Create relentlessly, love fiercely and do quiet, kind things for the underdog: an update on the 222 Foundation

“We never lose the people we love, even to death. They continue to participate in every act, thought and decision we make. Their love leaves an indelible imprint.”—Leo Buscaglia 222 foundation love

One of my greatest blessings is my inbox. Every day, I receive fist-bumping miracle stories, love notes and signs from the universe.

“Oh, Pam,” it often chides me. “You promised to do this… You agreed to write that.”

Today’s sign was an email from a reader wanting to know if it was too late to apply for the 222 Award. Which reminded me I vowed to post an update soon. So here goes:

I’ve chosen the first recipient of the 222 Foundation. Because of the short timing and the shock of all that’s transpired, I decided to dispense with the application process for this first award.

It will be given out February 22, 2019 and announced at Taz’s Celebration of Life which would have been on 2/22 except I’ve been scheduled to fly to California to give a workshop on 2/23.

I chose a group of beautiful women who live in Agra, India near the Taj Mahal where I left some of Taz’s ashes last month when traveling with the first Social Impact Journey of Tribes for Good.

Let’s just say the women I chose exude immense inner beauty, generosity and know from first hand experience that the world will never change if we spend all our time and money on clothes and makeup and society’s messages that there’s something wrong with our bodies, our looks and our strong voices.

Eventually, the 222 Foundation will be an incubator for original ideas with the potential to overturn the dominant paradigm.

The yearly grant will be given to innovators, artists, inventors and entrepreneurs who have a vision for creating a meaningful and generous world.

It will be awarded to go-getters and problem solvers who know that squeezing themselves into a big machine is a limited ambition and will never be as interesting and satisfying as creating their own thing.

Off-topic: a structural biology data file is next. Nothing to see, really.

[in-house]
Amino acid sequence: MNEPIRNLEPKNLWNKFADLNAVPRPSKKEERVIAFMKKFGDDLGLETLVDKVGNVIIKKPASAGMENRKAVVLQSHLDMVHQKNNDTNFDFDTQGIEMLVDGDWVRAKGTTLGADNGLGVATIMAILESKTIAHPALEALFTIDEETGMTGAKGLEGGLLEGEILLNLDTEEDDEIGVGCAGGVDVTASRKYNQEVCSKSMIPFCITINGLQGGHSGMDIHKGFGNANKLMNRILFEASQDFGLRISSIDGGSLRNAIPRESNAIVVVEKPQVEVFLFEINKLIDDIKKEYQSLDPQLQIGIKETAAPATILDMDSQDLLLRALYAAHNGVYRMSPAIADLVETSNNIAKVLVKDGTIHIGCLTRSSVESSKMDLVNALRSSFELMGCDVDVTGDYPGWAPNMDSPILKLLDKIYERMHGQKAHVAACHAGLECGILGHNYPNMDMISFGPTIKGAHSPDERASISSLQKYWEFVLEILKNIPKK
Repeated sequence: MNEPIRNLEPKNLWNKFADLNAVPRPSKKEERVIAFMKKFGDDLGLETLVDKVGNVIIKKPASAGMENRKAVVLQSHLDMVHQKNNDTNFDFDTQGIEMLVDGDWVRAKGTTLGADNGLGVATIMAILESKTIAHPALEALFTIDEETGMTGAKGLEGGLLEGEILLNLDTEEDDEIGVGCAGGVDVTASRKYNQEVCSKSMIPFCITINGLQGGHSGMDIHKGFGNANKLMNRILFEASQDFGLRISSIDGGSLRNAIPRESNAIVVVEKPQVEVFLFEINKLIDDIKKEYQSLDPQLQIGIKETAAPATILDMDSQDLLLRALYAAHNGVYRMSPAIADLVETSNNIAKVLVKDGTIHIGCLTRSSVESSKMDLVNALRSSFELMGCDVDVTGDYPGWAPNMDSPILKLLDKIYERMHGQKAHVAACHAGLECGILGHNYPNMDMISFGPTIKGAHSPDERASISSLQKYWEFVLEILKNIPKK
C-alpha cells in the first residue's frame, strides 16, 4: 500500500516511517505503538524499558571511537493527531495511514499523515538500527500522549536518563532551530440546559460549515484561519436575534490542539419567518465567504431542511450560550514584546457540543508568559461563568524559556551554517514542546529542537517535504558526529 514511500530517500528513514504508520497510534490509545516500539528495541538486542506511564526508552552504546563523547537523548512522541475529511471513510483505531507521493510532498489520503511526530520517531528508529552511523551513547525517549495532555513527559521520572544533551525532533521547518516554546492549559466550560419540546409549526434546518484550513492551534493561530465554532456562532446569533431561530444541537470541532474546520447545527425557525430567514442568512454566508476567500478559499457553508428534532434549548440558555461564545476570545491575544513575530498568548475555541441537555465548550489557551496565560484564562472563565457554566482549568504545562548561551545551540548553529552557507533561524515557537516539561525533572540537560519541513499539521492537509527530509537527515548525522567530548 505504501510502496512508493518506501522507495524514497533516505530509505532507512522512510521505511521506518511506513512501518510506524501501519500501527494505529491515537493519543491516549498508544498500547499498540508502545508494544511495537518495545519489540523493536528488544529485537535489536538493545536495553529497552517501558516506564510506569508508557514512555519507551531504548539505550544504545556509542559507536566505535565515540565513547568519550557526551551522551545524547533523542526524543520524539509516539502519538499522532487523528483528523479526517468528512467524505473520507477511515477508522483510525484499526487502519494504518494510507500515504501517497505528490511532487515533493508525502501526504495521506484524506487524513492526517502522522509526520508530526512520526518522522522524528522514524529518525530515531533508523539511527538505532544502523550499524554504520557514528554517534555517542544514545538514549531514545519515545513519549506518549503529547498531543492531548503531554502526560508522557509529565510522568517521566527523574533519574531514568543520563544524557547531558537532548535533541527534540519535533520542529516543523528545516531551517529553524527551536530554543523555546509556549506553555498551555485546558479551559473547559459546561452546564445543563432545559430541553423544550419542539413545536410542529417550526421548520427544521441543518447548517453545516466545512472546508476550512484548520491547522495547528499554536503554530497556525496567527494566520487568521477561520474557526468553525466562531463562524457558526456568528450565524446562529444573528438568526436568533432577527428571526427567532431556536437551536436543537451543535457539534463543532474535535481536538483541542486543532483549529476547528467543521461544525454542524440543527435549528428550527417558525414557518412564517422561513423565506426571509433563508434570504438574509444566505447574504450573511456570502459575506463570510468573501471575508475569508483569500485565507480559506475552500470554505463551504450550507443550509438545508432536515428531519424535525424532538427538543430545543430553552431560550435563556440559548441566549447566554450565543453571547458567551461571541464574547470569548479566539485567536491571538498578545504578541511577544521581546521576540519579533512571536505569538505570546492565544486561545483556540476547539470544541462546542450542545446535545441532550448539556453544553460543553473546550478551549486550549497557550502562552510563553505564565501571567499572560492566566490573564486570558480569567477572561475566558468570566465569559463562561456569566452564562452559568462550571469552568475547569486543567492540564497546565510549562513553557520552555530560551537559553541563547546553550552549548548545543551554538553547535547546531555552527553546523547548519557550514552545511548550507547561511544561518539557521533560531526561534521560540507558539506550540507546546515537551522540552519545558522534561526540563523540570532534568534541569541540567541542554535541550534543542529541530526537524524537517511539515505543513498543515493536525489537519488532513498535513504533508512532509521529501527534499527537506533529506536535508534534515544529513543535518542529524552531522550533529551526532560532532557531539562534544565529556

As I wrote in Art & Soul, Reloaded, nearly everything we once counted on, invested in and believed in is, for all practical purposes, grinding to a halt.

The old life plan (go to college, get a job) worked for a long time. It created jobs and wealth and lifted people out of poverty. But turns out, the American Dream, a term coined by Fannie Mae to convince two-income, post-World War II families to take out mortgages, has a Dr. Jekyll lurking in the back closet.

The only way to keep the old system chugging along is rampant consumerism. And we all know that makes NO ONE HAPPY!

But giving of our gifts does.

Any donkey can tear down a barn. But how many of us are willing to build a new barn, create a new world, envision a beautiful world that works for all of us?

Speaking of beautiful worlds, here’s a shoutout to Torie Tiffany (that’s her artist name) who created the logo for the 222 Foundation, the one pictured on this blog. Isn’t it gorgeous??!!!

Finally, here’s the mission statement:

The 222 Foundation was started to honor Tasman McKay Grout who spent her 25 short years on the planet inspiring everyone who knew her to live and love better. Everything she did was some variation of this theme: create relentlessly, love fiercely and do quiet, kind things for the underdog.

Each year on February 22, a $10,222 grant will be given to an innovative project or person with a big idea to change consciousness and therefore change the world. We look for projects that support the following ideas:

1. A change in perspective is our greatest need. We believe all people (no exceptions) long to be generous and create beautiful things.

2. Today’s hopelessness is based on false premises. We look to defy the old story of scarcity, lack and the need to fight for resources. We look to prove that the universe, once liberated from no-longer-working paradigms of scarcity, is generative and endlessly abundant.